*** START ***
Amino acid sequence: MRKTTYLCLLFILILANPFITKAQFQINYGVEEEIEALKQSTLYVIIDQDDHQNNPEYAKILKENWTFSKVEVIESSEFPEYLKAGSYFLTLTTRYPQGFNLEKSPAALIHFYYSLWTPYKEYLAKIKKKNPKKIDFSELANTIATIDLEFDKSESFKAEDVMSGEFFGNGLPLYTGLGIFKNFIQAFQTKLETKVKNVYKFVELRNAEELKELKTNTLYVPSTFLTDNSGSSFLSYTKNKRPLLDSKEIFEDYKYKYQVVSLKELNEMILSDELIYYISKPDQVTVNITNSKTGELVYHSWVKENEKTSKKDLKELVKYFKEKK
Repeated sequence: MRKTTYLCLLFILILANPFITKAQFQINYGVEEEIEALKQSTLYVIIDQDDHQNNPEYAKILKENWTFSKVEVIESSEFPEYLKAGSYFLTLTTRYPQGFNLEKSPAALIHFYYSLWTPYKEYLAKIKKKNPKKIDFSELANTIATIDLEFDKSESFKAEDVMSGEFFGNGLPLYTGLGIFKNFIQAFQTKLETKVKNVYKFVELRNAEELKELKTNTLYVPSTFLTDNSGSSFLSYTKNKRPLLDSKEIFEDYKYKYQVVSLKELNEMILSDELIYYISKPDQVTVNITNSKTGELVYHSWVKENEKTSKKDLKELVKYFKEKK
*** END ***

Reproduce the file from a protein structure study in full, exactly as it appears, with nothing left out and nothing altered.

Amino acid sequence: MRKTTYLCLLFILILANPFITKAQFQINYGVEEEIEALKQSTLYVIIDQDDHQNNPEYAKILKENWTFSKVEVIESSEFPEYLKAGSYFLTLTTRYPQGFNLEKSPAALIHFYYSLWTPYKEYLAKIKKKNPKKIDFSELANTIATIDLEFDKSESFKAEDVMSGEFFGNGLPLYTGLGIFKNFIQAFQTKLETKVKNVYKFVELRNAEELKELKTNTLYVPSTFLTDNSGSSFLSYTKNKRPLLDSKEIFEDYKYKYQVVSLKELNEMILSDELIYYISKPDQVTVNITNSKTGELVYHSWVKENEKTSKKDLKELVKYFKEKK
Repeated sequence: MRKTTYLCLLFILILANPFITKAQFQINYGVEEEIEALKQSTLYVIIDQDDHQNNPEYAKILKENWTFSKVEVIESSEFPEYLKAGSYFLTLTTRYPQGFNLEKSPAALIHFYYSLWTPYKEYLAKIKKKNPKKIDFSELANTIATIDLEFDKSESFKAEDVMSGEFFGNGLPLYTGLGIFKNFIQAFQTKLETKVKNVYKFVELRNAEELKELKTNTLYVPSTFLTDNSGSSFLSYTKNKRPLLDSKEIFEDYKYKYQVVSLKELNEMILSDELIYYISKPDQVTVNITNSKTGELVYHSWVKENEKTSKKDLKELVKYFKEKK